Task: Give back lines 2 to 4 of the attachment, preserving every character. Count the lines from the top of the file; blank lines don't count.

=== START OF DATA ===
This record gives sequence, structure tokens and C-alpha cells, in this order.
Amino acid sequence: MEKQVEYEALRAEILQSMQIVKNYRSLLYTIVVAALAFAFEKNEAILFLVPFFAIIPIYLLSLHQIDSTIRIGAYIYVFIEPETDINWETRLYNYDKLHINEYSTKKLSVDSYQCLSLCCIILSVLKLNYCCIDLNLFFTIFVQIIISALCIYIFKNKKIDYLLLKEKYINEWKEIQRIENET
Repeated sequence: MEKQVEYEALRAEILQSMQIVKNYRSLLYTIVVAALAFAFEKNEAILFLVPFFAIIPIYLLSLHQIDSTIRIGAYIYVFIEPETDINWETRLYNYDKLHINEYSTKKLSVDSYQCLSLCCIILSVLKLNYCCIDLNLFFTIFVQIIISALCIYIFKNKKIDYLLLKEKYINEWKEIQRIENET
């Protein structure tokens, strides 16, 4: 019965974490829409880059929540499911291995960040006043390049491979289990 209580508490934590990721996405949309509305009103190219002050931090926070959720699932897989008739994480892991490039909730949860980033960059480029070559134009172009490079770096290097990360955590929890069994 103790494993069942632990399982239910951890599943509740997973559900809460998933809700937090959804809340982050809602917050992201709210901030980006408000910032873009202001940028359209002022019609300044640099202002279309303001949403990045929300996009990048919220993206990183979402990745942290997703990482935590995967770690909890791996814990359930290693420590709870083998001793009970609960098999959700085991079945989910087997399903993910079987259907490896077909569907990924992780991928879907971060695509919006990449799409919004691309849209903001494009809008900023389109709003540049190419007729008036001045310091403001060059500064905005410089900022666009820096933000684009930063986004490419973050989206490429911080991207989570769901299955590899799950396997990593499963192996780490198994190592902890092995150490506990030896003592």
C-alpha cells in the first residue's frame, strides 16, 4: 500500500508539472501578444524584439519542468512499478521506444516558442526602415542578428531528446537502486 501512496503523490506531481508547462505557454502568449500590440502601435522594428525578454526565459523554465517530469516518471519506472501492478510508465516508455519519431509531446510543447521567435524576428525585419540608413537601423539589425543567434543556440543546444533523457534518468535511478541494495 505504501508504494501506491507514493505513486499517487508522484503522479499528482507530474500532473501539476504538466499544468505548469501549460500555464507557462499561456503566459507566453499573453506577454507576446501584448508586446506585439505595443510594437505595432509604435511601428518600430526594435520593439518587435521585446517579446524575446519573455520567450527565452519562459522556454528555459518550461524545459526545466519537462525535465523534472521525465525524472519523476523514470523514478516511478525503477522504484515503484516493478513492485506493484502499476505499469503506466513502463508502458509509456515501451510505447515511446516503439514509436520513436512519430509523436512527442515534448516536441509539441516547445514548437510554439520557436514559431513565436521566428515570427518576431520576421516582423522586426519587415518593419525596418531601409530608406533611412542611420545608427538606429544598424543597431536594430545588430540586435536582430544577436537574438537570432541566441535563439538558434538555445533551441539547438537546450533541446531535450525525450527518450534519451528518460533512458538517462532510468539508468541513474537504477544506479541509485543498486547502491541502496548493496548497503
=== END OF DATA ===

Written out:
Amino acid sequence: MEKQVEYEALRAEILQSMQIVKNYRSLLYTIVVAALAFAFEKNEAILFLVPFFAIIPIYLLSLHQIDSTIRIGAYIYVFIEPETDINWETRLYNYDKLHINEYSTKKLSVDSYQCLSLCCIILSVLKLNYCCIDLNLFFTIFVQIIISALCIYIFKNKKIDYLLLKEKYINEWKEIQRIENET
Repeated sequence: MEKQVEYEALRAEILQSMQIVKNYRSLLYTIVVAALAFAFEKNEAILFLVPFFAIIPIYLLSLHQIDSTIRIGAYIYVFIEPETDINWETRLYNYDKLHINEYSTKKLSVDSYQCLSLCCIILSVLKLNYCCIDLNLFFTIFVQIIISALCIYIFKNKKIDYLLLKEKYINEWKEIQRIENET
């Protein structure tokens, strides 16, 4: 019965974490829409880059929540499911291995960040006043390049491979289990 209580508490934590990721996405949309509305009103190219002050931090926070959720699932897989008739994480892991490039909730949860980033960059480029070559134009172009490079770096290097990360955590929890069994 103790494993069942632990399982239910951890599943509740997973559900809460998933809700937090959804809340982050809602917050992201709210901030980006408000910032873009202001940028359209002022019609300044640099202002279309303001949403990045929300996009990048919220993206990183979402990745942290997703990482935590995967770690909890791996814990359930290693420590709870083998001793009970609960098999959700085991079945989910087997399903993910079987259907490896077909569907990924992780991928879907971060695509919006990449799409919004691309849209903001494009809008900023389109709003540049190419007729008036001045310091403001060059500064905005410089900022666009820096933000684009930063986004490419973050989206490429911080991207989570769901299955590899799950396997990593499963192996780490198994190592902890092995150490506990030896003592």